2 tbsp. honey (or molasses)
2 tbsp. orange juice (I like to use fresh-squeezed juice; you can use prepared OJ)
1 tbsp. reduced-sodium soy sauce
1/2 tsp. sesame seeds
1/4 tsp. red pepper flakes (just a good shake or two!)
1 block extra-firm tofu (12-ounce package)
2 tbsp. honey
2 tbsp. vinegar
2 tbsp. orange juice (fresh-squeezed or store-bought)
1 tbsp. soy sauce
1 tsp. cornstarch or 2 tsp. all-purpose flour
2 tbsp. cooking oil
2 cups frozen stir-fry vegetables
If frozen stir-fry veggies are not available, you can use carrots, bell peppers, snap peas, water chestnuts, broccoli, and celery. If desired, you could also add baby corn and pineapple chunks. If you use fresh veggies, they will just need a little extra cooking time during the first step.
1. Prepare marinade by combining all marinade ingredients in a bowl or gallon-sized plastic zipper bag. Squeeze excess liquid from the tofu using paper towels and cut tofu into small squares (about 1/2-inch by 1/2-inch). Gently toss tofu into marinade ingredients. Cover (or seal zipper bag) and marinade for 30 minutes; toss occasionally during the marinating process. After marinating, drain the tofu and discard the marinade.
2. Prepare sauce by combining 2 tbsp. honey, 2 tbsp. vinegar, 2 tbsp. orange juice, 1 tbsp. soy sauce, and 1 tsp. cornstarch in a small bowl.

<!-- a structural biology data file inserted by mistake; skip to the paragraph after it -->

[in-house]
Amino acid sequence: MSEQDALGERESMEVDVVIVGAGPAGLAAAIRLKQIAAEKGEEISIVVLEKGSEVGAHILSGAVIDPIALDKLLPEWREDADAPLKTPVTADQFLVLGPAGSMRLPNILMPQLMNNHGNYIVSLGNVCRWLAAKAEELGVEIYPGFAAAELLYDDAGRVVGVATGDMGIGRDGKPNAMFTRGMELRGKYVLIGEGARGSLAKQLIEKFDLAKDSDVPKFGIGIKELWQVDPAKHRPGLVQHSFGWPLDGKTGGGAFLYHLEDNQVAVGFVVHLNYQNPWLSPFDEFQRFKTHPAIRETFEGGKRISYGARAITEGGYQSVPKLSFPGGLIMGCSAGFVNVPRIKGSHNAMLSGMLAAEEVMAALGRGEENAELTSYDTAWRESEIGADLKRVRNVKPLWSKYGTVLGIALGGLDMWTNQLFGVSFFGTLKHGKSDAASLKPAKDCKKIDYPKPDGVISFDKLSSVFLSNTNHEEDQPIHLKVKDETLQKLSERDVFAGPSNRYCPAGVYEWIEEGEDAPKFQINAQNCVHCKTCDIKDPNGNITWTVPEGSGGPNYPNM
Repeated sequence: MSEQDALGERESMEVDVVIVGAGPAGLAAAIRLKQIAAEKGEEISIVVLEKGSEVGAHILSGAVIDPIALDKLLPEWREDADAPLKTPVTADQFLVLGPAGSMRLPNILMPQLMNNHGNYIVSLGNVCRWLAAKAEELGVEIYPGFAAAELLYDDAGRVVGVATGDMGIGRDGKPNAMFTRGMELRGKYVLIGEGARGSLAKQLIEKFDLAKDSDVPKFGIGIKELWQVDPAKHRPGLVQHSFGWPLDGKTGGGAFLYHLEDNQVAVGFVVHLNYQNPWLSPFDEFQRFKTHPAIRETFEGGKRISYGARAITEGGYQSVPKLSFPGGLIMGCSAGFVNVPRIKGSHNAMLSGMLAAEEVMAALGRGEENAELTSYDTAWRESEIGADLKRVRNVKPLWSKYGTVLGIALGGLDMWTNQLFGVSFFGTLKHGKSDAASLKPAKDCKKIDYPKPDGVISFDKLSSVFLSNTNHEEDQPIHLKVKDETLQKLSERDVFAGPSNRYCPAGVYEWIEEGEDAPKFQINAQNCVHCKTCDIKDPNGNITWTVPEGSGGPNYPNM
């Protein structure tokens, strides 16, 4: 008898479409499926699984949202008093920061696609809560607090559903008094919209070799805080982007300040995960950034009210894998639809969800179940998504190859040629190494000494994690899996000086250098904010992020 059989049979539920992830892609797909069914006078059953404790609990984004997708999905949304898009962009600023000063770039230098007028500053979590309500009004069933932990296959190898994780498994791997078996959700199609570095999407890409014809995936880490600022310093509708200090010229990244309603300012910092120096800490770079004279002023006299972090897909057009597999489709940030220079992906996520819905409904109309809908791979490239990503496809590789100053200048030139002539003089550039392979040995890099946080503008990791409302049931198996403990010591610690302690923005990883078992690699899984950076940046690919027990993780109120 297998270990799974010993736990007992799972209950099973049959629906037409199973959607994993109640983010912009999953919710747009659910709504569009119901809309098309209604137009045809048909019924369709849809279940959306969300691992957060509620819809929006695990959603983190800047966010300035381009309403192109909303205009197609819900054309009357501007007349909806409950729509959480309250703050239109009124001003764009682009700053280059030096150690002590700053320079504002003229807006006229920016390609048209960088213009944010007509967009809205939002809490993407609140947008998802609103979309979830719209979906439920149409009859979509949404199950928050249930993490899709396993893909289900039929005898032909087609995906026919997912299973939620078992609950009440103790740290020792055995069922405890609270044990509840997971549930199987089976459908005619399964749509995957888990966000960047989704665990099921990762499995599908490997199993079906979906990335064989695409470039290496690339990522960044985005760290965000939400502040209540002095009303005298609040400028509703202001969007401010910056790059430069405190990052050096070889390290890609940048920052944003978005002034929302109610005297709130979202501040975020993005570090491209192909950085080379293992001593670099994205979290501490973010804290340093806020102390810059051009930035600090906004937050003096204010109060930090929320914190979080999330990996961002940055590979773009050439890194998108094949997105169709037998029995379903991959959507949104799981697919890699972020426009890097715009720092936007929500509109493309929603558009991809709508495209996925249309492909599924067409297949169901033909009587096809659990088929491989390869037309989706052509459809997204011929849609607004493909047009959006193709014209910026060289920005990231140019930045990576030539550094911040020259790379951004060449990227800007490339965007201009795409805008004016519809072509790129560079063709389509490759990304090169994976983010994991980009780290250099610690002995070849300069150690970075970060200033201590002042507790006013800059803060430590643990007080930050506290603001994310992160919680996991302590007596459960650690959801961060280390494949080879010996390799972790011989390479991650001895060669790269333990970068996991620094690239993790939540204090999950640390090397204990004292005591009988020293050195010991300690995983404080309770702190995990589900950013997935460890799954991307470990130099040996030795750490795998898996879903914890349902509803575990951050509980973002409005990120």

3. Pour cooking oil into a wok or large skillet. Preheat over medium-high heat (I have an electric wok that I preheat to 250 degrees. It works perfectly for this dish). Stir-fry the vegetables only for 3 minutes or until they are crisp-tender. Remove the veggies from the wok and add the tofu. Stir-fry the tofu for 3 minutes until lightly browned. Push the tofu from the center of the wok (do not remove it). Add the sauce to the center of the wok and cook until it is thickened and bubbly.
4. Return the cooked vegetables to the wok and stir all ingredients together until they are coated with the sauce. Cook and stir for about 1 minute until everything is heated through.
First, thanks for the recipes. The strawberry vinaigrette will be on my list for summertime.
I have a clean-eating question for you. I know that you are always on the continuous quest to limit the amount of processing that goes into food, and I’m working on this myself.
My question for you is: where does tofu fall for you? Clean? Not clean? Clean-ish? I ask because I’m transitioning over to a vegetarian diet. I’m not a fan of most tofu, but *love* edamame (the almost-ripe soybean).
So, in my mind, I think, “Well, why not just go back to the original source of the soy protein by eating the bean instead of eating the tofu (which has gone through several layers of processing)?” But, then again, I also eat yogurt, and that’s been tweaked and processed as well. As you can tell, my mind is going around in circles!
I’d love to know what your thinking is on this — sorry if you’ve covered this in earlier posts. Thanks so much!
I’ll put it to you like this: I don’t eat tofu. 🙂
@Erika: I had a feeling! Thanks for your reply.
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